School or get Schooled
Publisher: Thames & Kosmos (Kosmos)
Designer: Marcello Bertocchi
Publication Date: 2020
Publisher Recommended Age: 8+
Player Count: 2
Favourite Foe score: 8/10
Under the sea…….
Worry not, dear readers. I will not be launching into a rousing, out of tune chorus from Disney’s “A Little Mermaid”. (Well, not unless you reeeeallly want me to. Think very carefully before you answer, however. For once you hear something, you can never un-hear it!).
Instead, I will be telling you about a new game from Thames & Kosmos called Aqualin.
A new addition to their brilliant Two Player range (uniform, Kallax friendly box size alone gives it bonus brownie points!), Aqualin is an abstract tile placement, set collection game taking place, you guessed it, under the sea!
But will it be shoaltasticfantastic or a damp squib? Let’s find out!
Sea-sy Set Up!
This could not be simpler. 3 steps: Open box. Take out board. Tip out tiles. That’s it. Pour and play!
Once the tiles are loose, somebody does have the task of turning them face down and selecting six random ones for the draw pool, but, with tiles as satisfyingly chunky as these, picking them up and flipping them over is no hard labour.
Players also have to decide who is going to be grouping colours whilst the other collects sea creatures of the same type. But with the board placed in between and the tiles within reach, it is time to dive-dive-dive!
Plaice those Tiles!
Just like the set-up, this game could not be simpler in terms of how it plays. 3 steps: Move tile. Place tile. Replenish Tile. I know I risk sounding like a broken record but yup. That’s it!
And don’t worry. This isn’t the part where I then reveal that each of those creatures or colours have prescribed moves or abilities which you then have to commit to memory a la Chess or Hive (where bishops can only blast a diagonal line and beetles must bounce one space at a time – or do they? Have I remembered that right?!).
First turn, the starting player has to skip action #2 as there are no tiles on the board. After that, however, it is consistent pattern of play throughout the game.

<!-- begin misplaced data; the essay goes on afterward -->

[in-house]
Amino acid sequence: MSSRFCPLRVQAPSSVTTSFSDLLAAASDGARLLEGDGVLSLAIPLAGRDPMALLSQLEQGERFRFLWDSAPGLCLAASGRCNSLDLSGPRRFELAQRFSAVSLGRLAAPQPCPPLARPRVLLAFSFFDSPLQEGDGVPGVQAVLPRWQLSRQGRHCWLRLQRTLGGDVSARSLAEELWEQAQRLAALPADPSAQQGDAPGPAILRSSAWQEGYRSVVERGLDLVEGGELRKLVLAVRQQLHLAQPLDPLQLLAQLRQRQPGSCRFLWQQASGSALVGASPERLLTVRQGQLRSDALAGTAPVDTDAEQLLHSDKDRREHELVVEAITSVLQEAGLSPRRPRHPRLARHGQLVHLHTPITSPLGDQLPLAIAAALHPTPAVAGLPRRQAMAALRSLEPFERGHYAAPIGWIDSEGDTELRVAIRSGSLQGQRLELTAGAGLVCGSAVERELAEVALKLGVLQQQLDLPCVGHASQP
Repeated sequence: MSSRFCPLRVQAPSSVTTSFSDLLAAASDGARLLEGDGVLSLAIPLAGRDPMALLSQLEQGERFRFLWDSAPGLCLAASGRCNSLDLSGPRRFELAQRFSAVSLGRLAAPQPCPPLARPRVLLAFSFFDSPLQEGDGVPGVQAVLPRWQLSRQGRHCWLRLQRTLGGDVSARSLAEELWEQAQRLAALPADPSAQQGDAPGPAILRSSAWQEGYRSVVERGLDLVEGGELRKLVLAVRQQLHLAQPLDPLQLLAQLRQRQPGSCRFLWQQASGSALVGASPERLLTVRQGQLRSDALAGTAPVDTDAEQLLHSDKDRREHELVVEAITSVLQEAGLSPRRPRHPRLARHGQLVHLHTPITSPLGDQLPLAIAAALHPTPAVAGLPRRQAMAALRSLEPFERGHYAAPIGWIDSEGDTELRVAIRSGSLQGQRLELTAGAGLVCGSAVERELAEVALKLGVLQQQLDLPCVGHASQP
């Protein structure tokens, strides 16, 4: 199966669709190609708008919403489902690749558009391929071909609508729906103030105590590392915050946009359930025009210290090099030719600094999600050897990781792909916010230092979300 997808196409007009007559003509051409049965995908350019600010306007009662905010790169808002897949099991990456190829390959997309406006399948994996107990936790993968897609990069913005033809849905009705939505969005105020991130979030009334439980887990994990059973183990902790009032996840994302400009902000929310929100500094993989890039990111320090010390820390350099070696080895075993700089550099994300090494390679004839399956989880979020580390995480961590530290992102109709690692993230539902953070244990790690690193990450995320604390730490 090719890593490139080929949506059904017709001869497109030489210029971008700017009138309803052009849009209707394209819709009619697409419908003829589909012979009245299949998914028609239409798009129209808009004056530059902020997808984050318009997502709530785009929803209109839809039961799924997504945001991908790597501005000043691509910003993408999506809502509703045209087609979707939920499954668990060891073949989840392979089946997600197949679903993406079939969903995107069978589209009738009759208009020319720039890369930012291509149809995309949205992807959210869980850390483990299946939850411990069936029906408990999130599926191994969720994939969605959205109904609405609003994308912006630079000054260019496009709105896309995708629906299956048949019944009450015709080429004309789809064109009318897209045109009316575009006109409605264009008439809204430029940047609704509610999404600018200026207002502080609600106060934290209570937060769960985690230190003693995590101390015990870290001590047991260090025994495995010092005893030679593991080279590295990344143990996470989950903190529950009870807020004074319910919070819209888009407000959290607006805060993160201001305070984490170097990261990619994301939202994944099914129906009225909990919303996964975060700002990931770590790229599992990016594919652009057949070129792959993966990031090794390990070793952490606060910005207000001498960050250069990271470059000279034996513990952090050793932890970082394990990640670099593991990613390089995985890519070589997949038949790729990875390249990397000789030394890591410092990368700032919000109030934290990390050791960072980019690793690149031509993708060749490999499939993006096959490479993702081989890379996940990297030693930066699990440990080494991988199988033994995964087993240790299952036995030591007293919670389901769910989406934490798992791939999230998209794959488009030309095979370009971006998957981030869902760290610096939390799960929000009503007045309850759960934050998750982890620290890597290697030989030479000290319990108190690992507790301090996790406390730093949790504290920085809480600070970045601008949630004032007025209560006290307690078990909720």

A player will draft a tile from the shared pool of six, but, before they place it on the board (on any free space – no orthogonal or adjacency rules in the deep ocean, my friend!), they can decide whether to move an existing tile along the row or column to a free space in which that tile currently sits.
This electric-eel slide step is not compulsory, but it is available. Once picking and moving are complete, that player replaces the just used tile with a randomly selected tile from the face down pile and it is the next player’s turn.
Moving, placing and replacing continues until the 6x6 board is full.
Soft Shell Shuffle
This game is simple to learn, simple to play, but is definitely not without some strategic play. With points increasing as the number of tiles in identical sets of colours and creatures goes up, the ability to slide a tile into a growing shoal could mean points a plenty at end game scoring. With your opponent seeking a different objective using the same tiles, however, the risk that they ruin your run and then double-whammy block you from recapturing those runaways provides a sprinkling of crabby crunch!
Aqualin will have you making decisions throughout – do you concede tiles that result in points for both players so that you can fight the bigger battles elsewhere, or do you block and do your best impression of a hammerhead shark intent on destroying every set your opponent tries to make? The desire to plan ahead is also there but difficult to achieve as the board is constantly changing, further restricting freedoms and forcing players to make a trade-off on each turn.
Aqualin is a fun, fast, abstract, family, strategy game. It is colourful, it is tactile, and it is portable. No big table required. No lengthy rule book to plough through. 3 actions. 18 turns.
Playing with my husband, we experienced more thinky amongst the inky sea creatures than we were expecting. The ever decreasing game space presents an escalating and enjoyable challenge which had us calculating in our heads as we tried to predict what the other would do in light of our available options.
Further, the recommended age is 8+ but our Mini Meeple insists on testing all new games. And, although only just shy of 6, he grasped the basic actions within the game and pretty quickly became able to form groups of matching coloured tiles as well as smashing sets of my own. Not only that but he asked to play again which definitely gives Aqualin a seal of approval around our gaming table. He was better at making groups when collecting colour rather than shape as the pattern recognition (and scoring) appears slightly easier when hunting out identical hues. However, as the game mechanic doesn’t change from game to game, with practice this should improve for him.
Overall, Aqualin is a quick, accessible, family abstract game and I like it for that reason. It isn’t trying to tie players up in knots, and the confidence that comes from improvements through repetition in the game play is a great way to introduce younger or less experienced players to more weighty games in the same genre. When you need a quick two player game which you can explain and start playing in under a minute, this is a great go-to choice; the Finding Nemo of abstract filler games.
If you would like to check out my 1 minute rapid video review of Aqualin, please click here
[please note that a copy of this game was kindly provided by the publisher for the purposes of this review but any opinions expressed are my own]